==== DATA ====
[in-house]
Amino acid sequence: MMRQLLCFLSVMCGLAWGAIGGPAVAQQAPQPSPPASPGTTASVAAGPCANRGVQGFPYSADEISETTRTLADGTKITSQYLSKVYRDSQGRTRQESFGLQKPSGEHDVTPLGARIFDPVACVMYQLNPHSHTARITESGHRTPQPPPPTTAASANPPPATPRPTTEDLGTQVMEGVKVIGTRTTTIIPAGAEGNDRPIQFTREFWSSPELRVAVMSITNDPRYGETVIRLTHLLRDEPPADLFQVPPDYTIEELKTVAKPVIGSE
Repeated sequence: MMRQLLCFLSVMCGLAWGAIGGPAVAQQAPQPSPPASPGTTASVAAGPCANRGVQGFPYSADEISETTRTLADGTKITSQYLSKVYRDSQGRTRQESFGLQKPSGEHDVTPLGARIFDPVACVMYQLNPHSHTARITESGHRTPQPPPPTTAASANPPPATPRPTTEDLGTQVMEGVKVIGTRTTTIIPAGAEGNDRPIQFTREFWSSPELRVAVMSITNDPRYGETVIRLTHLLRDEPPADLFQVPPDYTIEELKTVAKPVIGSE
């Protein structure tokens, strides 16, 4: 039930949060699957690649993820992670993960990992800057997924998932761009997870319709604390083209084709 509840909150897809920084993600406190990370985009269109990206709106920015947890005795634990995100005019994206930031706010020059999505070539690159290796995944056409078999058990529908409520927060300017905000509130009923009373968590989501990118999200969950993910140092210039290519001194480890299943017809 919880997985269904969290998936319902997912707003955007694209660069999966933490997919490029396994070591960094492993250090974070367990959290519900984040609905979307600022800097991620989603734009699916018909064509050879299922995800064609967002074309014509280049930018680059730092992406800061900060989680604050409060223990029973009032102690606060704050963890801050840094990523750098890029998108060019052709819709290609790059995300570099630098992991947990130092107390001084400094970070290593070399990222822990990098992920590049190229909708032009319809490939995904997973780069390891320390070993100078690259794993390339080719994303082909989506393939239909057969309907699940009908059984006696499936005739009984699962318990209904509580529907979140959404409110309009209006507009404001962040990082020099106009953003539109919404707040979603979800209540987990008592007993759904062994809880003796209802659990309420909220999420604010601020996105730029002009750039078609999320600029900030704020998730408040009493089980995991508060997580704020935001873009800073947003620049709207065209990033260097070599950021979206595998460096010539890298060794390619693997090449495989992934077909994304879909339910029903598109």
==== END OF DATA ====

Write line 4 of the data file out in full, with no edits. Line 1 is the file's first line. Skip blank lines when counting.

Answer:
């Protein structure tokens, strides 16, 4: 039930949060699957690649993820992670993960990992800057997924998932761009997870319709604390083209084709 509840909150897809920084993600406190990370985009269109990206709106920015947890005795634990995100005019994206930031706010020059999505070539690159290796995944056409078999058990529908409520927060300017905000509130009923009373968590989501990118999200969950993910140092210039290519001194480890299943017809 919880997985269904969290998936319902997912707003955007694209660069999966933490997919490029396994070591960094492993250090974070367990959290519900984040609905979307600022800097991620989603734009699916018909064509050879299922995800064609967002074309014509280049930018680059730092992406800061900060989680604050409060223990029973009032102690606060704050963890801050840094990523750098890029998108060019052709819709290609790059995300570099630098992991947990130092107390001084400094970070290593070399990222822990990098992920590049190229909708032009319809490939995904997973780069390891320390070993100078690259794993390339080719994303082909989506393939239909057969309907699940009908059984006696499936005739009984699962318990209904509580529907979140959404409110309009209006507009404001962040990082020099106009953003539109919404707040979603979800209540987990008592007993759904062994809880003796209802659990309420909220999420604010601020996105730029002009750039078609999320600029900030704020998730408040009493089980995991508060997580704020935001873009800073947003620049709207065209990033260097070599950021979206595998460096010539890298060794390619693997090449495989992934077909994304879909339910029903598109």